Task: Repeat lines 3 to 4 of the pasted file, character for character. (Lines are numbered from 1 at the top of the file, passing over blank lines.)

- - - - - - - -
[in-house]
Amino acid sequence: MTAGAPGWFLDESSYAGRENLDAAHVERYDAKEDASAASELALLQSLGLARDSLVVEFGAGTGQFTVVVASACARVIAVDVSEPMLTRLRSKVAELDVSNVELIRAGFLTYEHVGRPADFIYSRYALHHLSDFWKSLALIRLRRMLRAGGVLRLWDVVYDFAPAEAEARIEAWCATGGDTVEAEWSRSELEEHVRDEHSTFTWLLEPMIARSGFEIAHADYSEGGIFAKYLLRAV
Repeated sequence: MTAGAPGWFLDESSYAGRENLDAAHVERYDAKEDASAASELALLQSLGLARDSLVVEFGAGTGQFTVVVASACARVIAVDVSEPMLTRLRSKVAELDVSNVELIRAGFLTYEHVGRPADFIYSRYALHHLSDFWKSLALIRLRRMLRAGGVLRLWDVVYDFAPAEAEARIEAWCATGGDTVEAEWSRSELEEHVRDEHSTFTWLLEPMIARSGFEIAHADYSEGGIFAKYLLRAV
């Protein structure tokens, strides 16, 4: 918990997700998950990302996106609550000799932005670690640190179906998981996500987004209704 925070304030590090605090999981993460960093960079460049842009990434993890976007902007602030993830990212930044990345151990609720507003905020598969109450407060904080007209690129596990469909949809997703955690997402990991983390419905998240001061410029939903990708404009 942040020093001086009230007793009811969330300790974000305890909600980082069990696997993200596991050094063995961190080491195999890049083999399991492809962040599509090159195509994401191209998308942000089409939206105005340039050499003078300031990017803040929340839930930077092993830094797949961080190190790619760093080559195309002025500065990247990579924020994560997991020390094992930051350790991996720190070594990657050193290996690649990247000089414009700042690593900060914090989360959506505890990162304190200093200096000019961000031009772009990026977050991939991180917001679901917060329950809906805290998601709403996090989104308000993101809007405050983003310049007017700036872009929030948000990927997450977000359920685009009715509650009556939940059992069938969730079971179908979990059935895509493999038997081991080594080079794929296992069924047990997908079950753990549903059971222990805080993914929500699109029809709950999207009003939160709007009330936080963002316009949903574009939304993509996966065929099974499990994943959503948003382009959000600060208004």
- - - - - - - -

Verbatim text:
Repeated sequence: MTAGAPGWFLDESSYAGRENLDAAHVERYDAKEDASAASELALLQSLGLARDSLVVEFGAGTGQFTVVVASACARVIAVDVSEPMLTRLRSKVAELDVSNVELIRAGFLTYEHVGRPADFIYSRYALHHLSDFWKSLALIRLRRMLRAGGVLRLWDVVYDFAPAEAEARIEAWCATGGDTVEAEWSRSELEEHVRDEHSTFTWLLEPMIARSGFEIAHADYSEGGIFAKYLLRAV
């Protein structure tokens, strides 16, 4: 918990997700998950990302996106609550000799932005670690640190179906998981996500987004209704 925070304030590090605090999981993460960093960079460049842009990434993890976007902007602030993830990212930044990345151990609720507003905020598969109450407060904080007209690129596990469909949809997703955690997402990991983390419905998240001061410029939903990708404009 942040020093001086009230007793009811969330300790974000305890909600980082069990696997993200596991050094063995961190080491195999890049083999399991492809962040599509090159195509994401191209998308942000089409939206105005340039050499003078300031990017803040929340839930930077092993830094797949961080190190790619760093080559195309002025500065990247990579924020994560997991020390094992930051350790991996720190070594990657050193290996690649990247000089414009700042690593900060914090989360959506505890990162304190200093200096000019961000031009772009990026977050991939991180917001679901917060329950809906805290998601709403996090989104308000993101809007405050983003310049007017700036872009929030948000990927997450977000359920685009009715509650009556939940059992069938969730079971179908979990059935895509493999038997081991080594080079794929296992069924047990997908079950753990549903059971222990805080993914929500699109029809709950999207009003939160709007009330936080963002316009949903574009939304993509996966065929099974499990994943959503948003382009959000600060208004």